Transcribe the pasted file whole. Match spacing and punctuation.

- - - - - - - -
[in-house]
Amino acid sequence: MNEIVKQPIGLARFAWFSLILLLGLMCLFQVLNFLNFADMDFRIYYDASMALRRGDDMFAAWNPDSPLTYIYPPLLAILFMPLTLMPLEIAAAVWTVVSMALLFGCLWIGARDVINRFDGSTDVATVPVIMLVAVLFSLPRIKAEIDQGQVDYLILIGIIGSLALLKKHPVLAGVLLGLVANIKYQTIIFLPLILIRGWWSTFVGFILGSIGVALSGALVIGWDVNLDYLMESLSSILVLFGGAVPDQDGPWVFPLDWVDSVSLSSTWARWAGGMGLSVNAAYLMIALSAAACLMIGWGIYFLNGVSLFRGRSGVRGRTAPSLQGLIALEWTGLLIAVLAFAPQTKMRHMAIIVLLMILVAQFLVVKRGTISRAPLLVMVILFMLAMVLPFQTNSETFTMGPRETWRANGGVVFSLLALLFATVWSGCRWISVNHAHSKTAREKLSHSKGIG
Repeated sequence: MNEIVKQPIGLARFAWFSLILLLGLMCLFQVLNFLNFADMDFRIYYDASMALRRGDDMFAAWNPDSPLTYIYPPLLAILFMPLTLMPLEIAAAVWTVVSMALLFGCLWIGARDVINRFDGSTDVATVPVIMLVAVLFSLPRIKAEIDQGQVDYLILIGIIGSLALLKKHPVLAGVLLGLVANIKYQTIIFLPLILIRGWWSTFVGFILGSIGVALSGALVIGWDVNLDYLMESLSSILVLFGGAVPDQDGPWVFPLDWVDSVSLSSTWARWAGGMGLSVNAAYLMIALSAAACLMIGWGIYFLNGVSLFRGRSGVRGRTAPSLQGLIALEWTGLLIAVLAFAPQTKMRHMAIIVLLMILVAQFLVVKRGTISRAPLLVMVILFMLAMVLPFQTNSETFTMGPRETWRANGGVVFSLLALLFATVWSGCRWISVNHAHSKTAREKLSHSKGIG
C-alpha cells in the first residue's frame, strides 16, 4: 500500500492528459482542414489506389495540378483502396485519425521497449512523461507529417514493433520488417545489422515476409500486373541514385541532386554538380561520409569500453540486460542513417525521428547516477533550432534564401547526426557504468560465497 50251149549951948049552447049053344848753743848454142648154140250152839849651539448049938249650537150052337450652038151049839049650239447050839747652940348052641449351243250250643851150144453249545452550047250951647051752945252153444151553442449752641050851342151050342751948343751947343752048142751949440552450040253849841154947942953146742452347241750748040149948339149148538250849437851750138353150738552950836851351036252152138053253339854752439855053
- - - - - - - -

[in-house]
Amino acid sequence: MNEIVKQPIGLARFAWFSLILLLGLMCLFQVLNFLNFADMDFRIYYDASMALRRGDDMFAAWNPDSPLTYIYPPLLAILFMPLTLMPLEIAAAVWTVVSMALLFGCLWIGARDVINRFDGSTDVATVPVIMLVAVLFSLPRIKAEIDQGQVDYLILIGIIGSLALLKKHPVLAGVLLGLVANIKYQTIIFLPLILIRGWWSTFVGFILGSIGVALSGALVIGWDVNLDYLMESLSSILVLFGGAVPDQDGPWVFPLDWVDSVSLSSTWARWAGGMGLSVNAAYLMIALSAAACLMIGWGIYFLNGVSLFRGRSGVRGRTAPSLQGLIALEWTGLLIAVLAFAPQTKMRHMAIIVLLMILVAQFLVVKRGTISRAPLLVMVILFMLAMVLPFQTNSETFTMGPRETWRANGGVVFSLLALLFATVWSGCRWISVNHAHSKTAREKLSHSKGIG
Repeated sequence: MNEIVKQPIGLARFAWFSLILLLGLMCLFQVLNFLNFADMDFRIYYDASMALRRGDDMFAAWNPDSPLTYIYPPLLAILFMPLTLMPLEIAAAVWTVVSMALLFGCLWIGARDVINRFDGSTDVATVPVIMLVAVLFSLPRIKAEIDQGQVDYLILIGIIGSLALLKKHPVLAGVLLGLVANIKYQTIIFLPLILIRGWWSTFVGFILGSIGVALSGALVIGWDVNLDYLMESLSSILVLFGGAVPDQDGPWVFPLDWVDSVSLSSTWARWAGGMGLSVNAAYLMIALSAAACLMIGWGIYFLNGVSLFRGRSGVRGRTAPSLQGLIALEWTGLLIAVLAFAPQTKMRHMAIIVLLMILVAQFLVVKRGTISRAPLLVMVILFMLAMVLPFQTNSETFTMGPRETWRANGGVVFSLLALLFATVWSGCRWISVNHAHSKTAREKLSHSKGIG
C-alpha cells in the first residue's frame, strides 16, 4: 500500500492528459482542414489506389495540378483502396485519425521497449512523461507529417514493433520488417545489422515476409500486373541514385541532386554538380561520409569500453540486460542513417525521428547516477533550432534564401547526426557504468560465497 50251149549951948049552447049053344848753743848454142648154140250152839849651539448049938249650537150052337450652038151049839049650239447050839747652940348052641449351243250250643851150144453249545452550047250951647051752945252153444151553442449752641050851342151050342751948343751947343752048142751949440552450040253849841154947942953146742452347241750748040149948339149148538250849437851750138353150738552950836851351036252152138053253339854752439855053